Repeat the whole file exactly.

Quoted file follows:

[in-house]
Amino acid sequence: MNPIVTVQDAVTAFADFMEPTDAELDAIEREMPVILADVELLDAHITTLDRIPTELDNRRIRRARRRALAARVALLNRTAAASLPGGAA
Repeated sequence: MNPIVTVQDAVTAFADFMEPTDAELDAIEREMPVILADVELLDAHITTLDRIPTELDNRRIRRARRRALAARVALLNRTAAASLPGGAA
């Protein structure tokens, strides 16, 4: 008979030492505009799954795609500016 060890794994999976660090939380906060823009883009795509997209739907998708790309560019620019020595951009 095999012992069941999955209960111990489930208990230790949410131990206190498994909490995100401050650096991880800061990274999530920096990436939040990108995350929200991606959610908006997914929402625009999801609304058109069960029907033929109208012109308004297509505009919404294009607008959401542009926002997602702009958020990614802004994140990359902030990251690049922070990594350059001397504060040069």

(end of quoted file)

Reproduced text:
[in-house]
Amino acid sequence: MNPIVTVQDAVTAFADFMEPTDAELDAIEREMPVILADVELLDAHITTLDRIPTELDNRRIRRARRRALAARVALLNRTAAASLPGGAA
Repeated sequence: MNPIVTVQDAVTAFADFMEPTDAELDAIEREMPVILADVELLDAHITTLDRIPTELDNRRIRRARRRALAARVALLNRTAAASLPGGAA
């Protein structure tokens, strides 16, 4: 008979030492505009799954795609500016 060890794994999976660090939380906060823009883009795509997209739907998708790309560019620019020595951009 095999012992069941999955209960111990489930208990230790949410131990206190498994909490995100401050650096991880800061990274999530920096990436939040990108995350929200991606959610908006997914929402625009999801609304058109069960029907033929109208012109308004297509505009919404294009607008959401542009926002997602702009958020990614802004994140990359902030990251690049922070990594350059001397504060040069």